Bioflavonoids also boost immunity : the white blood cells, or lymphocytes, are stimulated to produce interferon. Allergies are also subdued. Dr. John Diamond states that propolis stimulates the thymus, the master gland of the immune system. This benefit to the immune system has been replicated in work by Dr. Remy Chauvin in Paris, France.

Dr. Havsteen also recommends patients with periodontal problems chew propolis lozenges. Not only is deterioration or receding of the gums reduced, blood vessels in the gums are fortified.

Therapeutic Approaches

Ancient traditions underlie the popularity of bee products in Russia and even the European Economic Community. Annual conferences have been organized in Czechoslovakia by Apimundia, the leading bee therapy organization in Europe.

A Russian report by Professors Tichonov and Salo, summarizing 17 years of studies was translated into English and reported in the “American Chiropractor” by Richard Churchill.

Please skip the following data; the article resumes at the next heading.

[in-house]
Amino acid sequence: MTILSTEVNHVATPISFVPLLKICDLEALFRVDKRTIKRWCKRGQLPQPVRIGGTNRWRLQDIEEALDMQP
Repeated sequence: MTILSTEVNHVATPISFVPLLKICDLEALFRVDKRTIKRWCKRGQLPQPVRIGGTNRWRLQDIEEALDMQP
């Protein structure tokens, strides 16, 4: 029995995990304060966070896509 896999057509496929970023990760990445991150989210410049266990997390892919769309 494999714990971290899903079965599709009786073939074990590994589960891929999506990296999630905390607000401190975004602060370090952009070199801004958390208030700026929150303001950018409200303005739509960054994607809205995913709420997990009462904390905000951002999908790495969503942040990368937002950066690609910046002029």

These and other studies include the following list of diseases:

acne, allergies, atherosclerosis, bileduct and gastrointestinal (e.g. ulcers), bruises, burns, cancer, common cold, cough, dental caries, diphtheria, fever, 'flu, gingivitis, gynecological problems (cervical dysplasia, dysmenorrhea, endometriosis), herpes zoster, HIV, hyperlipidemia, inflammation, itching, leukoplakia, pain, periodontal disease, pharyngitis (both sore and strep throat), radiation, radioepithelitis, scurvy, skin disorders (including shingles ), stress, thyroiditis, tuberculosis, ulcers, ulcerative colitis,vaginitis and wound healing.

A report on curing of cancer derives from Mitja Vosnajk, a former Yugoslavian politician turned bee therapist.